Wiki Tools

  • Find Page
  • Recent Changes
  • Page History
  • Attachments

Checkouts and Bound Branches


This is not documentation about how bzr works. This is sketchings of one person's mental model about how bzr maybe should work.


When speaking of bound branches, the terms 'local' and 'remote' is used to denote the roles of "branch which is bound" and "branch it's bound to". They don't necessarily imply any spatial or network topological arrangement, only the logical relationship between them.

Definitions and Differences


A Branch is a line of development.

A Checkout is a working tree on a Branch.

A Bound Branch is a Branch that is tied to another Branch, such that commits on it will generally also be sent to the other.

  • Query: Should binding also imply lockstep, so that a commit can't be made if the remote bound location has changes the local doesn't? Don't kneejerk; current setup is at least partly biased due to conflation.

Extra on Checkouts

Checkouts can subdivide into two types; Heavy and Light. Light are just the working tree, with the minimal metadata that comes with. Heavy include a local cache of [some portion of] the revision history, used to speed up operations.

Heavy checkouts can also, by virtue of having that extra data, be lazy. With the full history cached, many operations like log and diff and nick and even being a source for branch can be done without talking to the remote branch (which is often on a different server). Now, you may have obsolete data, as old as your last update or commit or some other command that necessarily checks you against the remote. For many workflows, that's an acceptable limitation for the gain of not waiting on the network.


So the fundamental difference between the two is that when you create a Checkout, you have one branch. When you create a Bound Branch, you have two branches. They're arranged so that (assuming 'yes' to lockstep query) they are by default generally kept in sync, but they are still conceptually and availably independent branches.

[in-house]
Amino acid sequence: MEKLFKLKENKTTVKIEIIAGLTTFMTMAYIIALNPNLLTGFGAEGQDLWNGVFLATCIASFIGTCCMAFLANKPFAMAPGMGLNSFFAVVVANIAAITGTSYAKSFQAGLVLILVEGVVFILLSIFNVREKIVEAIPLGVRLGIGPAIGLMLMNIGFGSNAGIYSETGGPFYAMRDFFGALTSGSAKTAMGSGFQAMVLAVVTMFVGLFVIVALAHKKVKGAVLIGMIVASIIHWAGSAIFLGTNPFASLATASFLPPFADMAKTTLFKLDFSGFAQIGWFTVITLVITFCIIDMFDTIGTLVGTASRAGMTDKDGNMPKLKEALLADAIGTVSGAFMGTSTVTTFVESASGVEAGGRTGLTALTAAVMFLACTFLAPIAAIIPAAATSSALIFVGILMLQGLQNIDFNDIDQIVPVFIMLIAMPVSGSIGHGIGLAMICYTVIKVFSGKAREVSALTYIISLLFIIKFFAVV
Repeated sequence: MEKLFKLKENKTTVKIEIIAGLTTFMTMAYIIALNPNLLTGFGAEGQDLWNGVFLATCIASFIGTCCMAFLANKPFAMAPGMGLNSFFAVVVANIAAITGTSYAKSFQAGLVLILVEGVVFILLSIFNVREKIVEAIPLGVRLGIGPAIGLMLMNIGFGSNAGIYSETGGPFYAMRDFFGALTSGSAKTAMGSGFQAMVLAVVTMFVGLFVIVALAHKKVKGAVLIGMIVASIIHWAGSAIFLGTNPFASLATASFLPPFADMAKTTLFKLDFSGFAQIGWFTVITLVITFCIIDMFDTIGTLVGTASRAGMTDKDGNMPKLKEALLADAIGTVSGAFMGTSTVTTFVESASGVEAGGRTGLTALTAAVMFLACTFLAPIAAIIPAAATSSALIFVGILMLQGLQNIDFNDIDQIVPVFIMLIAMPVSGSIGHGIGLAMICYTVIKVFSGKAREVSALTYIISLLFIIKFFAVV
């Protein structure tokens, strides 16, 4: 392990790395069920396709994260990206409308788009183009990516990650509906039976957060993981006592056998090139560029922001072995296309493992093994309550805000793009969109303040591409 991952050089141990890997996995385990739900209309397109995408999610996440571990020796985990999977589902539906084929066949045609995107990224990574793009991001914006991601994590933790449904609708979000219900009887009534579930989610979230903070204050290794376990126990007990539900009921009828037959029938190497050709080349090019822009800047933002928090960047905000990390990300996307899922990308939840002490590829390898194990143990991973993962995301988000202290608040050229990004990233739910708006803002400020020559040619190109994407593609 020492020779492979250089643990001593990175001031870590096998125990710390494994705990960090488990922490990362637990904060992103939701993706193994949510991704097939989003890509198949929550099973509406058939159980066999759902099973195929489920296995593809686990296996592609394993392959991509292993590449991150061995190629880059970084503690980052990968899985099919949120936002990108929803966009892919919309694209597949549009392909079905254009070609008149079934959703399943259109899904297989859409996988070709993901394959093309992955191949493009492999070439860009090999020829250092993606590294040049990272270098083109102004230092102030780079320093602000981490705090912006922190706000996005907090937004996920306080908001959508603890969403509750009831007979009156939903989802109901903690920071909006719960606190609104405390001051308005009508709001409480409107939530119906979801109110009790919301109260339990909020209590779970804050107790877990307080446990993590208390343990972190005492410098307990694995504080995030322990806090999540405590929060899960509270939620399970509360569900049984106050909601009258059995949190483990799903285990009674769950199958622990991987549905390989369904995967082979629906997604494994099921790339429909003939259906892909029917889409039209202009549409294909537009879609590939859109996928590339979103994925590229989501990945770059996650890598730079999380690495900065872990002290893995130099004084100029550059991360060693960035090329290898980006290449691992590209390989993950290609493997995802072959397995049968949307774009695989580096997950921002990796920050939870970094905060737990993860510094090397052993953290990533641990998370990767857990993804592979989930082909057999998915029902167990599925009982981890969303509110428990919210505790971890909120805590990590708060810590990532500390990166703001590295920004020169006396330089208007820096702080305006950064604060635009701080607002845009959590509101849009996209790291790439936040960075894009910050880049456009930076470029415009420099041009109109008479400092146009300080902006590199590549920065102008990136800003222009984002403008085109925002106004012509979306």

With a Checkout, contrarily, there's only one Branch. No matter how many Checkouts you create on a given Branch, there's still only one Branch.

Consequences and Changes to Current UI

  • Leaving to one side discussion about its appropriateness to remain an option, commit --local is a sensible thing to do with bound branches. It makes no sense at all on a checkout; commits have to go on a branch, and there's only one branch for them to go to. (that last is slightly a lie, but the way in which it's a lie doesn't change the analysis given)

  • Similarly, unbind makes perfect sense with a bound branch. With a checkout, not so; there's nothing locally to unbind.

  • A Bound Branch would have separate sets of saved locations (parent, push, etc) independently on the local and remote sides. A Checkout would only have one set (since there's only one Branch).
  • update should not be a command that gets much use with bound branches. In particular, it is the wrong command to use for the conceptual operation "catch my local branch up with changes from the branch it's bound to". We already have commands to move revisions between branches and shift head revs appropriately; those are pull and push. We should add a sync command to run it both ways.

    update is a command that has to do with syncing a working tree up to its branch. Running update in a bound branch should do just what it does in any other branch; update's the working tree to match its branch (which is the local branch sitting there; no contact with the remote is needed or should happen).

    Now, a command is needed to do the "magic" that update does for moving your local commit over to the right-hand side of a merge onto the remote side. But abusing update for this is totally the wrong path. In general, aside from this bound/checkout issue totally, merge should have a --pivot or --complement or --bikeshed option to do that, since you may want to do so anywhere. Perhaps the above-mentioned sync command should do that.

Implementation Notes

  • A bound branch can do a passably good job of standing in for a heavy checkout. It's gotten us this far, after all. A heavy checkout, in concept, is not capable of standing in for a bound branch.

  • There's no reason the implementation of a [heavy] checkout can't be built on a bound branch. But it needs to have a flag to tell the UI that it's a checkout, not a bound branch, so that it can behave appropriately.